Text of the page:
This clash of the mundane and the extraordinary is well used in The 39 Steps too. The plot sees Hannay flee to Scotland, on the run from German spies and the British police. However, amid the potboiler devices of malignant monoplanes and inventive disguises, there is some wonderful imagery of the Scottish landscape. The author’s deep love for the land of his birth echoes through every scene, but this is more than mere ornamentation — there is a hidden political and historical significance. Celtic words such as cairn and crag are used frequently, and do much more than just offer rich descriptions. They are loaded words, and their use over the more common Anglo Saxon terms such as stone and peak underscores how the ancient cultures of these islands have persisted through much earlier Germanic invasions. The words are as defiant as the characters that use them.
Rich descriptions are used in The Riddle of the Sands too, albeit with a more maritime flavour. The story is presented as an accurate account of a yachting trip around the Friesian coast of northern Denmark and Germany, and contains detailed descriptions of the business of yachting and of the treacherous tidal waters. Though the descriptions sometimes weigh heavily on the narrative, they were important to the author — Childers intended his novel to document how Britain was open to attack from German warships, and how its defenses could be improved. In this context, the sketches of Friesian islands, and the continual reference to the book’s maps and sea charts are as important as the plot itself.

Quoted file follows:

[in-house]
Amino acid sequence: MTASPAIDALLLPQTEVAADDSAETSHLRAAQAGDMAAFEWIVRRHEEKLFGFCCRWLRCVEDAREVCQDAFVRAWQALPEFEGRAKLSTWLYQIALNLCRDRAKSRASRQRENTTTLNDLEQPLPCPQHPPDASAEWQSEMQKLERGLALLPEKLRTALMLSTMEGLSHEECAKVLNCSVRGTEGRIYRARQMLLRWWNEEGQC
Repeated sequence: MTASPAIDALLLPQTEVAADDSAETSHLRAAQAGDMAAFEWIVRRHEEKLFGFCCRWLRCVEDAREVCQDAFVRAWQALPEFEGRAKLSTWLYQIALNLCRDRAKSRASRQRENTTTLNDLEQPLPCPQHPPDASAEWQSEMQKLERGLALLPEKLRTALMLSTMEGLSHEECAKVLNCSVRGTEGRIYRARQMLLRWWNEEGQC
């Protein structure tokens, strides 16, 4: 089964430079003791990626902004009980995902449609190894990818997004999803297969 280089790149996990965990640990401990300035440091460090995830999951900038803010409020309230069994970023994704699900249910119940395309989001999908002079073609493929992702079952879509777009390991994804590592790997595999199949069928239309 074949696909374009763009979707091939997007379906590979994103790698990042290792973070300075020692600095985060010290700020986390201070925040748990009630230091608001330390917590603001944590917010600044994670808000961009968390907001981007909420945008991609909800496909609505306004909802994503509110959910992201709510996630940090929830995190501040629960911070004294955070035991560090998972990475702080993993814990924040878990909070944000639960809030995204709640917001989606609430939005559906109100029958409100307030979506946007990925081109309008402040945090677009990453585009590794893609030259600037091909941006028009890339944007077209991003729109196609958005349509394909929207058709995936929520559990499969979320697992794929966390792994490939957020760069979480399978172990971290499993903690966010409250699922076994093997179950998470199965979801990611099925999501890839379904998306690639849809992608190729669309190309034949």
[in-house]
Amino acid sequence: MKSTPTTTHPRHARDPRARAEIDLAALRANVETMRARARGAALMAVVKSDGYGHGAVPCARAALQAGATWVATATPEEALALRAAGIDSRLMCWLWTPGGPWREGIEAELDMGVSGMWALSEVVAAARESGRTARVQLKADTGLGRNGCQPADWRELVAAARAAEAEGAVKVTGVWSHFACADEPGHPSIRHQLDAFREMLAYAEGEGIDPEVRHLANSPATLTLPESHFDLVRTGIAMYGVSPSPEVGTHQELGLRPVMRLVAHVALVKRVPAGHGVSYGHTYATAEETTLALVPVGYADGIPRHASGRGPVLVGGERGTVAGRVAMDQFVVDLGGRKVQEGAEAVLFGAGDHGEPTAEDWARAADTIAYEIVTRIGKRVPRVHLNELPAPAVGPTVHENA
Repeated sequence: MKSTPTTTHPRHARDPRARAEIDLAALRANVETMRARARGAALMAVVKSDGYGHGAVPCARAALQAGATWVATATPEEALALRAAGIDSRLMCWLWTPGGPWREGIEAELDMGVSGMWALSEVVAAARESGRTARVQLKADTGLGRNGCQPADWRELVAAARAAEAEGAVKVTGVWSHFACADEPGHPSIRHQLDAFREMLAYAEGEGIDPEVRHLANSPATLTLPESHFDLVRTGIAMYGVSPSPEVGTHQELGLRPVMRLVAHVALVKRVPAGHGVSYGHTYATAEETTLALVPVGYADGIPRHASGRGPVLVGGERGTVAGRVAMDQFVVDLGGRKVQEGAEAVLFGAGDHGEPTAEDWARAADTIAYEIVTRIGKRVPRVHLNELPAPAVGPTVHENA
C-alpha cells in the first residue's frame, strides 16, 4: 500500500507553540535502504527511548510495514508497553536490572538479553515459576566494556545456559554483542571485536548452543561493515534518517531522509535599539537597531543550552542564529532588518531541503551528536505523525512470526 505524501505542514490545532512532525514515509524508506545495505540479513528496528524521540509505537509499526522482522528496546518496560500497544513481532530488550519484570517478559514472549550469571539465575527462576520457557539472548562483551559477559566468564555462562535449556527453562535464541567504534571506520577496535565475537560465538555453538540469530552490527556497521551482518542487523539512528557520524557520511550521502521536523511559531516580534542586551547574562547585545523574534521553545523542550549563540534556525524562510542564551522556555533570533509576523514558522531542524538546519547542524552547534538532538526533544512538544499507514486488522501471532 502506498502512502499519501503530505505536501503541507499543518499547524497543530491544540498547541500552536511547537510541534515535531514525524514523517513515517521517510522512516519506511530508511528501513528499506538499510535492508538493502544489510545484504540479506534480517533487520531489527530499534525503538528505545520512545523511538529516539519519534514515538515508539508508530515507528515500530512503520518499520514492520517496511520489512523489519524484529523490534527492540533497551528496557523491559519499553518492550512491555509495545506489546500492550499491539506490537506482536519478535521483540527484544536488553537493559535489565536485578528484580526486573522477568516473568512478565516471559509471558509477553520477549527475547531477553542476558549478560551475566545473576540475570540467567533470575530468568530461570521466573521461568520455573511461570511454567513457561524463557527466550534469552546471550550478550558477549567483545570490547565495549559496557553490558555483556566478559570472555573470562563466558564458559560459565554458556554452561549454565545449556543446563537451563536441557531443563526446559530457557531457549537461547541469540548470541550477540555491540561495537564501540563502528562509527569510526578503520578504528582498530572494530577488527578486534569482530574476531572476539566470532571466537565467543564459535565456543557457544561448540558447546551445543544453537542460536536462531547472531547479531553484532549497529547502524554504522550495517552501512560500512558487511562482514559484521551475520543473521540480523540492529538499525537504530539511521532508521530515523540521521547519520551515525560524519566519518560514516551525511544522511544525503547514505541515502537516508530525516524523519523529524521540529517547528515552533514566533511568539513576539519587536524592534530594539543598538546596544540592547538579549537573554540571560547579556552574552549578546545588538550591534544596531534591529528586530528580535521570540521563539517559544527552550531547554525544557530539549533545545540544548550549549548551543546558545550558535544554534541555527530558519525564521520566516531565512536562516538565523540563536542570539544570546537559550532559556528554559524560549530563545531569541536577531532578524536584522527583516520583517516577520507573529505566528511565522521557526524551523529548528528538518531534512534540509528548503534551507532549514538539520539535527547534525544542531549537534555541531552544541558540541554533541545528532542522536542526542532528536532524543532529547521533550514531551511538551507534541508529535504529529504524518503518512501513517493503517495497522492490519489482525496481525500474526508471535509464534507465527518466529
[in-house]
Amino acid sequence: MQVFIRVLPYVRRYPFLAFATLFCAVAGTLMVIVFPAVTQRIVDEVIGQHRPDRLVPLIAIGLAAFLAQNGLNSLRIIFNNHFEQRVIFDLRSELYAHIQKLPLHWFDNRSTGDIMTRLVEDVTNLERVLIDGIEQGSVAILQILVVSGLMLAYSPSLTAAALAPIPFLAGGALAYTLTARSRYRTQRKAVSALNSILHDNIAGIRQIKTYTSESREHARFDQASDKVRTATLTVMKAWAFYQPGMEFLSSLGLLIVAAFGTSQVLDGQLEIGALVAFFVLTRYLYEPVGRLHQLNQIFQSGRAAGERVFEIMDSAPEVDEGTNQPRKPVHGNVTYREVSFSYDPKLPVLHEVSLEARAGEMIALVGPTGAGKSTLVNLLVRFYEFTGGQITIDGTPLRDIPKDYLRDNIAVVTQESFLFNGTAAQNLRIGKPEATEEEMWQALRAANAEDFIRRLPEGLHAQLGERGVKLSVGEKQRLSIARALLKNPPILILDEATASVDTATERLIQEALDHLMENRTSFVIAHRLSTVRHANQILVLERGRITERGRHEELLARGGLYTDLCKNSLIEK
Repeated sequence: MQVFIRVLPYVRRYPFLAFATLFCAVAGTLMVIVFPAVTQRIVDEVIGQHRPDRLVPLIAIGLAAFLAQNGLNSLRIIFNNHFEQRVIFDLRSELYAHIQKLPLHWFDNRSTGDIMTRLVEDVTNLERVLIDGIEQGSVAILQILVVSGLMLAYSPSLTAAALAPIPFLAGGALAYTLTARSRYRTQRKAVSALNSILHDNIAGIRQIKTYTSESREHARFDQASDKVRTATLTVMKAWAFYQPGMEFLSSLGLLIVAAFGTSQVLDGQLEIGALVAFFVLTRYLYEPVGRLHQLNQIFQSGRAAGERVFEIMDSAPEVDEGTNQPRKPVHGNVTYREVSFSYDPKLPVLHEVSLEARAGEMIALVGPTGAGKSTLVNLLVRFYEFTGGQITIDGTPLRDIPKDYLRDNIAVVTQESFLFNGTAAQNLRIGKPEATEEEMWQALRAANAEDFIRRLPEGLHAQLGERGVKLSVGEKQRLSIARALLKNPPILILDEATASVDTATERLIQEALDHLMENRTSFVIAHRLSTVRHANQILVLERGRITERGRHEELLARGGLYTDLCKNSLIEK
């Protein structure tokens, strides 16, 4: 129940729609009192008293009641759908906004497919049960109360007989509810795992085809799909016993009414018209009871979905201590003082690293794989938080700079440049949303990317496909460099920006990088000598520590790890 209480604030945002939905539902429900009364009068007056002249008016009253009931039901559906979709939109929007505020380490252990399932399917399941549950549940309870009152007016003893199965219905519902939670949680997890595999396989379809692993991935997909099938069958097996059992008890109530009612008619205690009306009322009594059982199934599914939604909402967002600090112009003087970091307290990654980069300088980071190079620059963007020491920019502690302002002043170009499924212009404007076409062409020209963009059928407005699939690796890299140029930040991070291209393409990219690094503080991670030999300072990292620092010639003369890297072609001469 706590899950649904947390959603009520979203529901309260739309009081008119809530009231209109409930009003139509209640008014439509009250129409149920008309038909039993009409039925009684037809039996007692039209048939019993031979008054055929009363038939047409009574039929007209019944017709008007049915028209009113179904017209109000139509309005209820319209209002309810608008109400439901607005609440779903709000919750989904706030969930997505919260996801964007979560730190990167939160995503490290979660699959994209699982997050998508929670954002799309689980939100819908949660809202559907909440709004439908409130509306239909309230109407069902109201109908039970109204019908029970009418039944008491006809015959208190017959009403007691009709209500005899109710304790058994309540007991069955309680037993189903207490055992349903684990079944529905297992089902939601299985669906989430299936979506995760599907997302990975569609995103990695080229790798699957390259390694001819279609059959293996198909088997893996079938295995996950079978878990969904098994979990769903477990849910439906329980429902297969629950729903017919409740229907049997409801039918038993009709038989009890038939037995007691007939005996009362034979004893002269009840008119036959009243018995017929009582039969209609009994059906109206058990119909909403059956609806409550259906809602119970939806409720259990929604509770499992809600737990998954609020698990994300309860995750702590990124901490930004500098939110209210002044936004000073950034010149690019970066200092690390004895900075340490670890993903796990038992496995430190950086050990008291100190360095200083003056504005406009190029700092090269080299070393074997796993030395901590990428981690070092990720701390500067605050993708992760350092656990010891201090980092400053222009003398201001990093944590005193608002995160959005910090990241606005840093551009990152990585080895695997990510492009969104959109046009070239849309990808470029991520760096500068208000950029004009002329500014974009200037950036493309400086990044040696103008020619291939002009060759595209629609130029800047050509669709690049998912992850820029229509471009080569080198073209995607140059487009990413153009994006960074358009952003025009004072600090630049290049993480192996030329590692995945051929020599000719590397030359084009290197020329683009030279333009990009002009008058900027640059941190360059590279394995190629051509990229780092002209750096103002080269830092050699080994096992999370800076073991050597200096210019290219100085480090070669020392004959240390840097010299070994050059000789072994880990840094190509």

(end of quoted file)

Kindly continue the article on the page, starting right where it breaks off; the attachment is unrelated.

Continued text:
In that respect, The Riddle of the Sands is a success. Although this was to be his only work of fiction, Childers possessed considerable skill in the art and reveals his plot with a careful and steady patience. The relationship between his two lead characters is handled very well indeed. Carruthers’s transformation from bored and irritable youth to confident and dedicated amateur spy is a real highlight of the book, subtle and rendered entirely plausible by the changing circumstances around him.
Richard Hannay is also transformed by his experiences. Again, this listless young man finds that he is able to overcome the odds against him, and develop a drive and focus that would be necessary to survive in those bloodthirsty times.
Buchan’s novel ends with the start of the First World War, and interestingly was a popular diversion for soldiers fighting in the trenches. It is easy to see why. Like Hannay, they were being asked to reach into previously untapped reserves of strength and resolve and to survive the very worst of circumstances.
During one memorable scene in the book, Richard Hannay is told that his escapade is “pure Rider Haggard and Conan Doyle”, writers of popular exotic adventures. It was worth the comment, but nevertheless, it doesn’t seem too fanciful a suggestion by 1915. Young men no longer needed to go to exotic, far-flung places to find enervating danger — the menace was now very real and very close.